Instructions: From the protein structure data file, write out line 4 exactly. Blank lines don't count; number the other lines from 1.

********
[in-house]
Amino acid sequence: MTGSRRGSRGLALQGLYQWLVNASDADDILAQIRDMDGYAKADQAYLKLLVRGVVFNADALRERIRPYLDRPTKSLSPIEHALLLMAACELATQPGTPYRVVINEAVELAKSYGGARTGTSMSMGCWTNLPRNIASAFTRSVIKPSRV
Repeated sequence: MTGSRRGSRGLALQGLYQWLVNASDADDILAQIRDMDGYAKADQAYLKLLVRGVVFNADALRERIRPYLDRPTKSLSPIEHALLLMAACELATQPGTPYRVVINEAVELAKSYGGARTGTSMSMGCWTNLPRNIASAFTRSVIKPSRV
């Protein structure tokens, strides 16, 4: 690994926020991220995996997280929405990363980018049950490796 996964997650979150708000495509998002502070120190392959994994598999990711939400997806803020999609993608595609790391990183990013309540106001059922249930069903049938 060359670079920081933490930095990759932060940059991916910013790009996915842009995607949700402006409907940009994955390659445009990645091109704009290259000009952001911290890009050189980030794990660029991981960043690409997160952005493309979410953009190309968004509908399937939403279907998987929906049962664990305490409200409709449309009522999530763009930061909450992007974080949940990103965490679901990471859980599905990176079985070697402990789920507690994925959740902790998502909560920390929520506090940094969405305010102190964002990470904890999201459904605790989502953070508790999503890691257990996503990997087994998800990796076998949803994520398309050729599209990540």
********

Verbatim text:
């Protein structure tokens, strides 16, 4: 690994926020991220995996997280929405990363980018049950490796 996964997650979150708000495509998002502070120190392959994994598999990711939400997806803020999609993608595609790391990183990013309540106001059922249930069903049938 060359670079920081933490930095990759932060940059991916910013790009996915842009995607949700402006409907940009994955390659445009990645091109704009290259000009952001911290890009050189980030794990660029991981960043690409997160952005493309979410953009190309968004509908399937939403279907998987929906049962664990305490409200409709449309009522999530763009930061909450992007974080949940990103965490679901990471859980599905990176079985070697402990789920507690994925959740902790998502909560920390929520506090940094969405305010102190964002990470904890999201459904605790989502953070508790999503890691257990996503990997087994998800990796076998949803994520398309050729599209990540």